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Old Aug 8, 2011, 1:28 PM   #1
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Default Storing Pics

I'm a relative newbie and just finished my 1st formal class on photography. As a result, I'm going to be taking more pics in "Raw" format which will use up more disk space. I also just purchased "Lightroom 3" to organize and maintain my files.

I also purchased a book by Scott Kelby who recommends that one store their photos on an external hard drive if they use a laptop as I do. Thus, I am shopping for an external drive. Recommendations?
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Old Aug 8, 2011, 1:51 PM   #2
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I see Staples has a special on a 2 TB Western Digital My Book right now: http://www.staples.com/Western-Digit...duct-nr_906287 I use a somewhat older My Book, and find it perfectly adequate. FWIW
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Old Aug 8, 2011, 2:22 PM   #3
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You may also want to look at burning your files to DVD and then storing off site as well.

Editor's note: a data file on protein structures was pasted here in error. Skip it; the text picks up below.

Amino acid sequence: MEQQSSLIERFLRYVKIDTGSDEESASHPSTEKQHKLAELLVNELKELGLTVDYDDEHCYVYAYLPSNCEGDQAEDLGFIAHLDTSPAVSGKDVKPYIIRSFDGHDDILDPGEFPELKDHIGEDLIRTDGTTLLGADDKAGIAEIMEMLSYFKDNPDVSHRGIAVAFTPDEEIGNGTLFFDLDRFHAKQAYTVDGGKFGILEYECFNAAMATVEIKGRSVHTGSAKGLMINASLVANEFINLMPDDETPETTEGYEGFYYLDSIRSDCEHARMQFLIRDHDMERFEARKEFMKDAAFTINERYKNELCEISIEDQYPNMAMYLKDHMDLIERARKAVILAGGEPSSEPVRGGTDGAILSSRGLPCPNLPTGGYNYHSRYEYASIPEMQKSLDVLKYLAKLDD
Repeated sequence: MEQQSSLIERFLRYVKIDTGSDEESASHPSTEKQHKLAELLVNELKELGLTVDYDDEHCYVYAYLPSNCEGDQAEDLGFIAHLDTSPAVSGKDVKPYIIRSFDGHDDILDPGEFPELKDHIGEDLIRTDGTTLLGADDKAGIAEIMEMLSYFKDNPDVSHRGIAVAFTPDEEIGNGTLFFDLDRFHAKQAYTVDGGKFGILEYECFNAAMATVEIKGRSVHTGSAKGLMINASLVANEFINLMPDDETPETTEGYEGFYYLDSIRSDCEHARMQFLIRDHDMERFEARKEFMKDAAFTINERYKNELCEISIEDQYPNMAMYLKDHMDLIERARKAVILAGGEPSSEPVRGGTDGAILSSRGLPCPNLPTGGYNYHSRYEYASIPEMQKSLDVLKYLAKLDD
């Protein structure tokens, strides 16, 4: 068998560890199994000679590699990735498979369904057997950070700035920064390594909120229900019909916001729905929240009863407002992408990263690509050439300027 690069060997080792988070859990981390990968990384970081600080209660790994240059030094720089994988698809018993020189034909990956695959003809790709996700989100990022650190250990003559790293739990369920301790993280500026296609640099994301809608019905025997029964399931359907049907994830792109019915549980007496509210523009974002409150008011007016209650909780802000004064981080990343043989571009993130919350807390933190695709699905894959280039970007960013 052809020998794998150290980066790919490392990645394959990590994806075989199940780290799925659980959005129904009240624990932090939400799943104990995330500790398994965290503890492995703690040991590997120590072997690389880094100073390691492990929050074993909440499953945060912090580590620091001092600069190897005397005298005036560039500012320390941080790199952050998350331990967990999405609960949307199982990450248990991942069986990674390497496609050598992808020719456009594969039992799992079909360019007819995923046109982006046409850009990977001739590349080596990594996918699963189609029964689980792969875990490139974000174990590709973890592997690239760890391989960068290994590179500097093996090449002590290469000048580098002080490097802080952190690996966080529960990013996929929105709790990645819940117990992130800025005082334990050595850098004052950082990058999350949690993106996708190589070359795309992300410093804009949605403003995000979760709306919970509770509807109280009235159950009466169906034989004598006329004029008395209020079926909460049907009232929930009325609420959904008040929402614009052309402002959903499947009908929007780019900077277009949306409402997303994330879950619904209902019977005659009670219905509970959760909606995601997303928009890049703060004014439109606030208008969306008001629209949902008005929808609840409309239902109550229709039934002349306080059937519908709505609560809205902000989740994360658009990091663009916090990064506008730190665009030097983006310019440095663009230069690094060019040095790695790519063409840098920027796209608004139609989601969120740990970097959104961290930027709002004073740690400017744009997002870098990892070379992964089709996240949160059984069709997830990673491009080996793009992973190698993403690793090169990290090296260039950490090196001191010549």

This will protect you better against losing your pictures should the external hard drive fail.

The the storing the DVDs off-site separates the originals (the copies on your external hard drive) from the back-up (The DVDs stored off-site.)

Take care, Glen
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Old Aug 8, 2011, 4:08 PM   #4
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Right now, I use the laptop hard drive as my primary and I have a USB backup drive that I keep at my office after I back up the files at home. I think I am going to get another USB drive as my primary drive and keep using the other USB drive as my back up. I do appreciate the need to keep the backups away from the source.
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Old Aug 8, 2011, 5:18 PM   #5
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Quote:
Originally Posted by Outhouse View Post
I'm a relative newbie and just finished my 1st formal class on photography. As a result, I'm going to be taking more pics in "Raw" format which will use up more disk space. I also just purchased "Lightroom 3" to organize and maintain my files.

I also purchased a book by Scott Kelby who recommends that one store their photos on an external hard drive if they use a laptop as I do. Thus, I am shopping for an external drive. Recommendations?